At the newly redesigned W Lakeshore, which opened in June, two influences are immediately apparent: Chicago’s unique architectural heritage (the Home Insurance Building, dating from 1884, is considered the world’s first skyscraper) and the lake itself.
New York based design firm Meyer Davis handled the $38 million refresh, and the overall aesthetic balances smooth geometric lines with intricate, psychedelic patterns. In the guest rooms, the windows have been replaced with wide, uninterrupted glass panes, creating an IMAX-like experience as guests gaze out over the Navy Pier and the iconic Ferris Wheel. And instead of traditional headboards, newly installed mirrored walls reflect the Chicago skyline in rippling, kinetic shapes.
When looking for historic elements to inform the new design, Meyer Davis seized on the 1893 Chicago World’s Fair, which saw common household objects like the zipper, the aerosol can, and, yes, Juicy Fruit gum make their international debut. Hence, the notion of innovation became a mantra for the design team, who strove to tell the story of modernity through the hotel’s spaces.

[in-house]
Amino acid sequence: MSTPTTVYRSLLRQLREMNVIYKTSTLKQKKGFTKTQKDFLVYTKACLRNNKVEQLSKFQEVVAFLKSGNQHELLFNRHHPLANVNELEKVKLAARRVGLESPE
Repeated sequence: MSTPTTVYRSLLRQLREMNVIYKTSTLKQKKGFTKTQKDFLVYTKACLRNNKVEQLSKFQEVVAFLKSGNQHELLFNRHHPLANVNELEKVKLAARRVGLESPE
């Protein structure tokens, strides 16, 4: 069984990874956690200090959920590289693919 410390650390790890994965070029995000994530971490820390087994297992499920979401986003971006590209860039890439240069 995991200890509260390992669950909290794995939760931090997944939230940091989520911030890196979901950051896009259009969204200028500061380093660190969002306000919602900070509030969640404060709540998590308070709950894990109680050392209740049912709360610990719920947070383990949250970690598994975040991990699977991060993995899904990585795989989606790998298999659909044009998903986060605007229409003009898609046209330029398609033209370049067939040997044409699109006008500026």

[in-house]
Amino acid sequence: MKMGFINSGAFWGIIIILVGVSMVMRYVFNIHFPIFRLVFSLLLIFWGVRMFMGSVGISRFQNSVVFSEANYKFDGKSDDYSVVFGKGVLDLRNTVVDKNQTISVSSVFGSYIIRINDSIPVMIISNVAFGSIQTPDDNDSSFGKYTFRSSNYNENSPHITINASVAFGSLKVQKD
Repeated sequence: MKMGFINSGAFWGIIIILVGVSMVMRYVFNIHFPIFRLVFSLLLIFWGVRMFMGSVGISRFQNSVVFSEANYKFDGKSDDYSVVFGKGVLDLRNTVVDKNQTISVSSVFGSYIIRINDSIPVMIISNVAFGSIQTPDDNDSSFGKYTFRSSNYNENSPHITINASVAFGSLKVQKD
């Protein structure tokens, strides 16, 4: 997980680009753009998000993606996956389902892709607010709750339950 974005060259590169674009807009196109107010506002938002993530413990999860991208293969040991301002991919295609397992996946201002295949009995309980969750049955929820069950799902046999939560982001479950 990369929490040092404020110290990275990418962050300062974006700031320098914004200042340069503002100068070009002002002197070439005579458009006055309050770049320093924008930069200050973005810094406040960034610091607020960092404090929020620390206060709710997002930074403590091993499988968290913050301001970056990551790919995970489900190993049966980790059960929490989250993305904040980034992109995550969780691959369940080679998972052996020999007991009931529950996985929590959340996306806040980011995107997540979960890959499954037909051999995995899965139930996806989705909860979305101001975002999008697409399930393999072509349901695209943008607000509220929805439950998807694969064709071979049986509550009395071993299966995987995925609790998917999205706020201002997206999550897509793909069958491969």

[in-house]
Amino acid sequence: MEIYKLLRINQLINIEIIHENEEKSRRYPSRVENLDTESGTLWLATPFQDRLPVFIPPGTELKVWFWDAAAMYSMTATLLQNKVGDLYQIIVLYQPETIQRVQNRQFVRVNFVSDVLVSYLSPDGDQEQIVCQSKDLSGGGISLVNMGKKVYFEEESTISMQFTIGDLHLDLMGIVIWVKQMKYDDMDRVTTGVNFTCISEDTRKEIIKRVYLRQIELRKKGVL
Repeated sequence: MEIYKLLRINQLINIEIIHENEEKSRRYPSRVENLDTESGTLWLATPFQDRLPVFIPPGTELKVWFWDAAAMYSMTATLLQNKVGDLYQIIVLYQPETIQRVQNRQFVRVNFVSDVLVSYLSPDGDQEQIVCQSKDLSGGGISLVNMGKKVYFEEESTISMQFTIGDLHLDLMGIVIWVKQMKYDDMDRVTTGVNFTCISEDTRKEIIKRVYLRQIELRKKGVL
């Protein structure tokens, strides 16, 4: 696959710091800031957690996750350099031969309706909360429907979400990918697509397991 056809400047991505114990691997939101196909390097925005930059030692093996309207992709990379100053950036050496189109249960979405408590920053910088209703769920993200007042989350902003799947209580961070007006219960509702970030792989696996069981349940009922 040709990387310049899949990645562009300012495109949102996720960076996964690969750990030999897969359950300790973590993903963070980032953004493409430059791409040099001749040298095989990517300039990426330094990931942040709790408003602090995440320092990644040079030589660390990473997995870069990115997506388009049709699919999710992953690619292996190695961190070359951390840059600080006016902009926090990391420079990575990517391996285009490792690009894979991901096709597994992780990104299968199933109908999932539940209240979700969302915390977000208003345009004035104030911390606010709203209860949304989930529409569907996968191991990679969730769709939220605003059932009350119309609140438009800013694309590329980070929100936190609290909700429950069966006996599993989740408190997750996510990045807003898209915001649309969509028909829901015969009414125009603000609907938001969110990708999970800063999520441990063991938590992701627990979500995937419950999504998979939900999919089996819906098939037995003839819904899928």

As far as innovation goes, one wonders if W Lakeshore hints at what hotels of the future might look like or at least how W envisions its own evolution. Inside W Lakeshore’s new "living room" (the W’s term for lobby), glossy walkways connect a trio of circular pod-seating areas, each topped with a shimmering blue-lit disc. Nearby, a DJ booth anchors the nonstop party, while the expanded bar—which Starwood’s VP of global design Ted Jacobs calls "fundamental" to the new design—serves Amaro cocktails under a copper-paneled ceiling.
From $259/night; wchicago-lakeshore.com